International Women’s Day: Celebrating Success (Old Waconians)

Phoebe McGowan is a Old Waconian and a former member of Cheadle Hulme School’s Equality Society.  Here, she explores the origins of International Women’s Day and how the messages translate in modern media.

The Origins

On March 8th, 1917 a small group of women in St. Petersburg were allowed to protest, calling for ‘Bread and Peace’, for the end of the war, for reasonable working hours – for basic human rights. The protests started off small, but soon spiralled into chaos as more and more factory workers, men and women alike, spilled out of their factories and into the street, soon to be joined by the armed forces.

The army had never deserted the tsar before, and soon Nicholas II would abdicate, leaving Russia to its first democratic government. Women and men alike were granted the right to vote.

This day is well known in history, but few remember that the women who started this were celebrating International Women’s Day – now a national holiday in Russia and the ex-USSR.

People often see this day as a symbol of the 21st century – a move towards political correctness and appeasement – but few realise the true age and historical significance that the day has. Established in 1909, the day has been significant throughout history in bringing rights to working women for over a century. Yet the struggles that the day has had is often reflective of the struggles women had; European countries were originally hesitant to embrace the day due to a fear of women actually gaining suffrage, as socialist parties were afraid they would vote conservative.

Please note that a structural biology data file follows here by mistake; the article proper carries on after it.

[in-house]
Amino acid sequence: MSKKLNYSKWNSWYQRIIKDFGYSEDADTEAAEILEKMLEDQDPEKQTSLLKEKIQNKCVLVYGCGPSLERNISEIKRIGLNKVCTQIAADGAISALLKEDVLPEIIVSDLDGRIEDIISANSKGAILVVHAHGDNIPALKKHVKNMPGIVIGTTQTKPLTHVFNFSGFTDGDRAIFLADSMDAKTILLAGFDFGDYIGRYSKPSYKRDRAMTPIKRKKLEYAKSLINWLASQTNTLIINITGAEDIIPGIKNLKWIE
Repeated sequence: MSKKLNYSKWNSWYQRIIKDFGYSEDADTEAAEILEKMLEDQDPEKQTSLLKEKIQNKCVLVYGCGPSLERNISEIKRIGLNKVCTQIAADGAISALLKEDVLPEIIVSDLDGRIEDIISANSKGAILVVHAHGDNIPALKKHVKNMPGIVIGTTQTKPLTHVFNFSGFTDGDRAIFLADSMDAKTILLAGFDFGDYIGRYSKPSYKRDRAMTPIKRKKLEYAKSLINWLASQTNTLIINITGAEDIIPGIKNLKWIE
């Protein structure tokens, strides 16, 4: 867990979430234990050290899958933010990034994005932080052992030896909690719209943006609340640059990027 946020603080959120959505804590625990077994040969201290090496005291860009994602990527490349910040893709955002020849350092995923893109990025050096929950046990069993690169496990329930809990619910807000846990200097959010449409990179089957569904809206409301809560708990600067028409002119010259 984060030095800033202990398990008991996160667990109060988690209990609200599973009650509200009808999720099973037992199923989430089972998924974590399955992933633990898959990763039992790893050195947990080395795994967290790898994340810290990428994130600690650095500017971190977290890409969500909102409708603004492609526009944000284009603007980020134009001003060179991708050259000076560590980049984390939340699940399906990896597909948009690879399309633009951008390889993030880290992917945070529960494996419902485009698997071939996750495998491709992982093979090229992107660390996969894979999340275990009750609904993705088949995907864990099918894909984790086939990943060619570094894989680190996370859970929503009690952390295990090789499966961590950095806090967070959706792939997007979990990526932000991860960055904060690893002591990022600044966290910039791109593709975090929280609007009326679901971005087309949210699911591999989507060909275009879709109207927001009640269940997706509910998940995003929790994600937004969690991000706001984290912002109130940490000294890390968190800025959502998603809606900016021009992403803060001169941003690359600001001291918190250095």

The issue of voting being a basic human right never came into the matter, simply how it would affect the men in power at the time. The adoption of International Women’s Day in Europe, therefore, meant that a decision had been made – women’s rights were finally being treated as human rights.

Nowadays, some knowledge of women’s rights is common, yet the image of women in the media is still increasingly negative.

The recent media outrage around Emma Watson’s Vanity Fair photo shoot, in which her breasts were only partly covered, was upsetting for me to hear because it was not men, but women who were shaming her and denouncing her feminist teachings simply because of a photo shoot.

Yes, debates such as these do open a space in the media discussion for feminists to share their view, such as Watson rightly did, proclaiming that ‘Feminism is not a stick with which to beat other women’, but this often pushes feminists onto the defensive. The effect of this is that feminism and the celebration of women’s rights is portrayed as negative, or as something that people are afraid to get wrong.